Cups for Elijah and for Miriam.
Today, after leading the weekly meditation group at my shul, I'll be heading to Boston for first-night seder at my sister's house. This has been our tradition for several years. I'm looking forward to playing the "Kadesh urchatz" song on my sister's guitar, to my sister's herb jam spread on matzah, to reading Rabbi Lynn Gottlieb's beautiful poem about removing hametz from our lives, to seeing what unfolds in us this year as we tell the story of the Exodus.
And then I'll turn around and come home again, so that on Saturday night I can lead the second-night community seder at my shul. I've attended that seder before, but have never led it; this will be a new adventure for me. I'm looking forward to pray-testing the new abridged VR Haggadah, to introducing my community to a few of the melodies and traditions I love, and to learning from my community what matters most to them and what they love about Pesach.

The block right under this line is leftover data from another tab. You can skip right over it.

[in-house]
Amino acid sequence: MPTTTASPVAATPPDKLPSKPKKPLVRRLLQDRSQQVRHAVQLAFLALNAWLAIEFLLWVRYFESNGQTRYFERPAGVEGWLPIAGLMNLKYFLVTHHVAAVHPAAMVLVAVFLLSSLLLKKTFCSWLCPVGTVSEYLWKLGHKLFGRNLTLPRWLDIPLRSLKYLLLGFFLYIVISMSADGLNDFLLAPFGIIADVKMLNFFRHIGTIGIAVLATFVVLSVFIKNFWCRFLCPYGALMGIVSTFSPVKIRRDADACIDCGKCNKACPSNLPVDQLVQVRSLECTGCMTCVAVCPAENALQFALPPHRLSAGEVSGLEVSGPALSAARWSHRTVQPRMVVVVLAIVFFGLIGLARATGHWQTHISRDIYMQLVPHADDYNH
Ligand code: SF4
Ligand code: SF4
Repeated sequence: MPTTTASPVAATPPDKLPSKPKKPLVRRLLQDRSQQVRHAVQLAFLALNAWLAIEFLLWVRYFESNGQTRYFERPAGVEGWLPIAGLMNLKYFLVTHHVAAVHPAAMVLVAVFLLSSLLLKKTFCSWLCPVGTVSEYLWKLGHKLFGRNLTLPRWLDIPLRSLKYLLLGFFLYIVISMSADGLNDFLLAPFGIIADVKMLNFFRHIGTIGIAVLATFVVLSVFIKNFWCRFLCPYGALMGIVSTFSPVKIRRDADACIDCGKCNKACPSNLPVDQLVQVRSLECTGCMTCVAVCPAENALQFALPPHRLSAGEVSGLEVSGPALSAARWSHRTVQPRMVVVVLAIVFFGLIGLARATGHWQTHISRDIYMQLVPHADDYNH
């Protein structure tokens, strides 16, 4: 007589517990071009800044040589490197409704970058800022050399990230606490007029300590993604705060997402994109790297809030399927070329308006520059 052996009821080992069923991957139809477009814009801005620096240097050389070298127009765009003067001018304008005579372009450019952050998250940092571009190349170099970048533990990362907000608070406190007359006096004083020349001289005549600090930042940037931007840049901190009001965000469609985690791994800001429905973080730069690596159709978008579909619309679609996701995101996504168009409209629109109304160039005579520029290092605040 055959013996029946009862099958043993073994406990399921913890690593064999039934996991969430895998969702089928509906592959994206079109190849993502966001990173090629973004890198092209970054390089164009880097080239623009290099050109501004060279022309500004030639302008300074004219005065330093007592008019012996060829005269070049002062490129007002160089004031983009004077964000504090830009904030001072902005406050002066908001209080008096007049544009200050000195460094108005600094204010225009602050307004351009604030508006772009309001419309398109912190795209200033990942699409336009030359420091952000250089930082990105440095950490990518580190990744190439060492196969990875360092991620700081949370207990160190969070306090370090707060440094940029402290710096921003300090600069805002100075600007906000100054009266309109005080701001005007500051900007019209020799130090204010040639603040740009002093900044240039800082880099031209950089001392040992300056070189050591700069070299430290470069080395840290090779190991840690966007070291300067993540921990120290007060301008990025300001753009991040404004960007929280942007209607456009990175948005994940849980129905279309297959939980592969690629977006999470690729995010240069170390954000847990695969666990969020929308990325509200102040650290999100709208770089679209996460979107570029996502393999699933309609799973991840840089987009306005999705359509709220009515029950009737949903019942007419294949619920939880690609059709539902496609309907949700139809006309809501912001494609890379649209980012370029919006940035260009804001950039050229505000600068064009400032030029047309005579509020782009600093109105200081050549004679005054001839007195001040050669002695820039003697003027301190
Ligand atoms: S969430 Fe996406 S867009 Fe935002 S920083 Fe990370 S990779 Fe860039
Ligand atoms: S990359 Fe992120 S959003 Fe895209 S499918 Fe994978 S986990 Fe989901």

Pesach has always been my favorite holiday. When I was a kid, I looked forward to seeing all of my cousins (here we are in 1983), to upturning my aunt and uncle's house in search of the hidden afikoman, to singing the Four Questions. These days I look forward to the songs and the story, which resonate for me in new ways every year. And now I also get to look forward to teaching Drew all of these things too! Though I think this year, his understanding of Pesach is mostly that it involves a "big cracker," as depicted in Hoppy Passover -- and that's okay, too.
I wish all of you a zissen Pesach, a sweet Passover. May we each be blessed to truly experience this festival of liberation, to exit the narrow place and enter the expanse of freedom together. See you on the other side!